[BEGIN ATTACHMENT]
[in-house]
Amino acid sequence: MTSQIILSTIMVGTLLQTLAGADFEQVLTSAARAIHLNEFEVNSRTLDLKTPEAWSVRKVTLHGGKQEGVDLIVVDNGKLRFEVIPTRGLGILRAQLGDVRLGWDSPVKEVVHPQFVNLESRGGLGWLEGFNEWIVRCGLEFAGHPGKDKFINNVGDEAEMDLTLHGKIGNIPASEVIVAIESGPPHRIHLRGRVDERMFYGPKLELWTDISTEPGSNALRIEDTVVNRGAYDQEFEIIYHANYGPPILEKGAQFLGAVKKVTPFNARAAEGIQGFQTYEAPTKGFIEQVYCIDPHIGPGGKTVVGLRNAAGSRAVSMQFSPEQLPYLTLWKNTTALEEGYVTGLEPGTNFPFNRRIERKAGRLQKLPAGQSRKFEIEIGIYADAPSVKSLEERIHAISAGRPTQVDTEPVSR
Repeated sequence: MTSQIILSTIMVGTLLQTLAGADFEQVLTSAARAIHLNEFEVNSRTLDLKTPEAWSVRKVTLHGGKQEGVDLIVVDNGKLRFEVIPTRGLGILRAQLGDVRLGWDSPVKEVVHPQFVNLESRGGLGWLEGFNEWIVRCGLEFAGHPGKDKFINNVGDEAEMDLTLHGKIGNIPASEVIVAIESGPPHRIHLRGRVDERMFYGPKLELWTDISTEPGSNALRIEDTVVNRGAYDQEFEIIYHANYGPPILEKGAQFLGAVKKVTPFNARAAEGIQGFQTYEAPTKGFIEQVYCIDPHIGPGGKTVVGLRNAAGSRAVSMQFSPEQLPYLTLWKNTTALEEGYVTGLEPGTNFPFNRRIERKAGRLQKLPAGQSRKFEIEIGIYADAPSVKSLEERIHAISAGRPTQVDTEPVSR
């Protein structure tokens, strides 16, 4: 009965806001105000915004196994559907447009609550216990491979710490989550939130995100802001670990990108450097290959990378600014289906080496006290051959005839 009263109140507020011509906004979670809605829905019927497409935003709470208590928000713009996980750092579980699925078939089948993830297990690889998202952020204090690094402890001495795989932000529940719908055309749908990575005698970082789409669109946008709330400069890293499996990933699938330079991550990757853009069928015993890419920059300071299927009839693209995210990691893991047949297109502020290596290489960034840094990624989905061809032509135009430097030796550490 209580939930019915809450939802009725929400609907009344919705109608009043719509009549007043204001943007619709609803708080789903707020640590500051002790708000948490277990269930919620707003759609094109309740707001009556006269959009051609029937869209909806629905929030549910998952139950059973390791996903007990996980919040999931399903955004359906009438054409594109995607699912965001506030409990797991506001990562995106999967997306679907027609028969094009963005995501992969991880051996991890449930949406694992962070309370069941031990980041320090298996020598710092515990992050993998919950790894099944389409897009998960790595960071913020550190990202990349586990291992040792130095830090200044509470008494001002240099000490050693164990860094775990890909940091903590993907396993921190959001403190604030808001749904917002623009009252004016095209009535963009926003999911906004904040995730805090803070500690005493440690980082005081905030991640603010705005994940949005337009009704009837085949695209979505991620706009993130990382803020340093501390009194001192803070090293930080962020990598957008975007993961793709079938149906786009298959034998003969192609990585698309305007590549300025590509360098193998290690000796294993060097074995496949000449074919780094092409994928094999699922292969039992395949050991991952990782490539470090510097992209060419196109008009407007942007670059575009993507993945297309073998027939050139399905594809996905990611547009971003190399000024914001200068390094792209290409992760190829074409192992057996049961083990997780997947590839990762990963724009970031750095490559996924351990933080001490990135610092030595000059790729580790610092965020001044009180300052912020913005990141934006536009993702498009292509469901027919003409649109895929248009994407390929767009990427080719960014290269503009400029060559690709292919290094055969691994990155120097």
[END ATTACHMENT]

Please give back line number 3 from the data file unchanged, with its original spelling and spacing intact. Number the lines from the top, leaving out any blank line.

Repeated sequence: MTSQIILSTIMVGTLLQTLAGADFEQVLTSAARAIHLNEFEVNSRTLDLKTPEAWSVRKVTLHGGKQEGVDLIVVDNGKLRFEVIPTRGLGILRAQLGDVRLGWDSPVKEVVHPQFVNLESRGGLGWLEGFNEWIVRCGLEFAGHPGKDKFINNVGDEAEMDLTLHGKIGNIPASEVIVAIESGPPHRIHLRGRVDERMFYGPKLELWTDISTEPGSNALRIEDTVVNRGAYDQEFEIIYHANYGPPILEKGAQFLGAVKKVTPFNARAAEGIQGFQTYEAPTKGFIEQVYCIDPHIGPGGKTVVGLRNAAGSRAVSMQFSPEQLPYLTLWKNTTALEEGYVTGLEPGTNFPFNRRIERKAGRLQKLPAGQSRKFEIEIGIYADAPSVKSLEERIHAISAGRPTQVDTEPVSR